Gambling Addiction ‘Doesn’t Justify’ $300K Theft by Arkansas Grandma Bank Teller
Posted on: August 30, 2023, 07:25h.
Last updated on: August 31, 2023, 12:55h.
A bank teller who stole $300k from the Premier Bank of Arkansas (PBA) was told her gambling addiction and mental health problems only partially excused her actions. She was sentenced to one year and a day in federal prison, The Arkansas Democrat-Gazette reports.
Grandmother Pamela Cooper, 63, of Marion, Ark., pleaded guilty last week to one count of embezzling bank funds from the PBA branch in the city, part of the Memphis metropolitan area. PBA was acquired last year by Southern Bankcorp.
An FBI investigation found that Cooper, who earned a salary of $30K per year at the branch, had lost a total of $311,925 at nearby Southland Casino. Cooper’s losing streak lasted just over a year, from November 2019 to December 2020.
She was fired from the bank on December 22, 2020, after an internal audit a month earlier revealed a $200K hole in its funds.
A subsequent investigation into teller drawers and recycler machines, which dispense cash for tellers like an ATM dispenses cash to bank customers, revealed an extra $94K was missing.
The only remaining area of the branch to be audited was Cooper’s teller drawer, which could not be opened because she had taken leave when she heard about the audit. When it was finally opened, it contained slightly more than $5K instead of the $25K that should have been there.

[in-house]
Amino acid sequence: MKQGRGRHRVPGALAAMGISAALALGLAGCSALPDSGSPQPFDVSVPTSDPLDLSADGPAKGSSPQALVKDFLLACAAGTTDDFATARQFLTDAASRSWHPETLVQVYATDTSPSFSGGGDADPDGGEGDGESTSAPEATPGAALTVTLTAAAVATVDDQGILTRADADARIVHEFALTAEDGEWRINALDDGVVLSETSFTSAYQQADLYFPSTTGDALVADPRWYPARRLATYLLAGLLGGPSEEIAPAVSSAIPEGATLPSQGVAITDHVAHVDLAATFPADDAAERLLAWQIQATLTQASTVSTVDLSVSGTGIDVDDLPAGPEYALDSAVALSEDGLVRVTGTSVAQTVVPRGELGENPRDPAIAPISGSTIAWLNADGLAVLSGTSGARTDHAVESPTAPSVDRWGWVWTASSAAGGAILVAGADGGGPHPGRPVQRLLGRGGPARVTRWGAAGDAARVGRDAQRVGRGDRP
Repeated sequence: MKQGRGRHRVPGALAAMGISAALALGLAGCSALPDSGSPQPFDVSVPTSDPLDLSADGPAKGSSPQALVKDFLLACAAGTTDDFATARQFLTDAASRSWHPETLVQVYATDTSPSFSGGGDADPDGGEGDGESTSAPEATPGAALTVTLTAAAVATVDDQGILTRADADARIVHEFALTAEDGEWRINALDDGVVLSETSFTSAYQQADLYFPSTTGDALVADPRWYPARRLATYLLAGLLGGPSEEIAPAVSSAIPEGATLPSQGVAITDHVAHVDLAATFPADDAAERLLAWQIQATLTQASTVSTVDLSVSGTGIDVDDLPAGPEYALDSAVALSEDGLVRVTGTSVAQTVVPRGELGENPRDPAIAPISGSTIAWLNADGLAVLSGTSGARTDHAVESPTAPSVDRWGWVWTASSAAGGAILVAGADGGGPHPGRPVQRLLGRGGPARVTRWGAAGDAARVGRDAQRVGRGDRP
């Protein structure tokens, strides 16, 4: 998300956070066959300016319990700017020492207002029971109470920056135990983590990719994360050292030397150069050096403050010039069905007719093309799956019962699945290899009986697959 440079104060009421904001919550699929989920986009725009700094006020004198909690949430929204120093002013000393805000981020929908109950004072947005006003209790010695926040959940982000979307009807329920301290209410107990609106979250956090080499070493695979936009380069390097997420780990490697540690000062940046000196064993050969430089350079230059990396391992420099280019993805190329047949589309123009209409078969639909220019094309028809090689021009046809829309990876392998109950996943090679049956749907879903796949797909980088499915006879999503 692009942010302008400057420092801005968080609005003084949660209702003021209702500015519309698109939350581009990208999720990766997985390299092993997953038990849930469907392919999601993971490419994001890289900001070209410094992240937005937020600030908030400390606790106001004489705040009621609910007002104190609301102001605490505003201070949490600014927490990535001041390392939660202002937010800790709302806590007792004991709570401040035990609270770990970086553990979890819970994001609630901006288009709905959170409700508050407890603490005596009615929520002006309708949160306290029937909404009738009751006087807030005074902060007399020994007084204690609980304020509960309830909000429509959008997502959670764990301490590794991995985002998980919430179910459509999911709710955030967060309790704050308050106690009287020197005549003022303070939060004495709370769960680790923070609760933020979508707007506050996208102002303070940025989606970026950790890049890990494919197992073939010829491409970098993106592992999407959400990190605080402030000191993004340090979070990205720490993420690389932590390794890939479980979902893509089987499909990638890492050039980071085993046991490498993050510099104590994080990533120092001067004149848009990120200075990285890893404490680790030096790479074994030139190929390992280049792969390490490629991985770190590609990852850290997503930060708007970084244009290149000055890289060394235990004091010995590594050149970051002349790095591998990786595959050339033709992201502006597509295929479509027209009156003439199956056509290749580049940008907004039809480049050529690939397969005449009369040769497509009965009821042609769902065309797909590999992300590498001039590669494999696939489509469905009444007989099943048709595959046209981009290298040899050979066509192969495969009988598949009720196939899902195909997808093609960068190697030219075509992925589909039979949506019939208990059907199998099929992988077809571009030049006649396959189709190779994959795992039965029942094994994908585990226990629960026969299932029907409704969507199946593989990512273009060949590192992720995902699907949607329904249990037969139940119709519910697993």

Cooper’s crime would have been discovered sooner had she not transferred money from the vault to the recycler. She then cooked the books to make it appear that no money was missing, prosecutors said.
The later audit found that Cooper was the only employee with access to the vault and the recycler.
Her lawyer, Molly Sullivan, emphasized that Cooper had undergone mental health counseling for her gambling addiction since her arrest.
“An addiction to gambling doesn’t justify her behavior here, but I think it explains what happened,” Sullivan said, as reported by the Gazette. “Her access to funds and her thought process that — ‘I’ll just hit it big at the casino and pay that money back’ — that didn’t happen here, obviously.”
Public defender Sullivan asked for a lenient sentence of one day in prison followed by five years of supervised release, considering Cooper’s mental health problems, previous good standing, and sense of remorse.
But chief prosecutor, Assistant U.S. Attorney Will Crow, said that would be a “miscarriage of justice” for a defendant who had been facing up to 30 years in prison before her plea deal.
U.S. District Judge James M. Moody Jr. agreed.
“You can’t steal over $300,000 and not expect some prison sentence,” he said.
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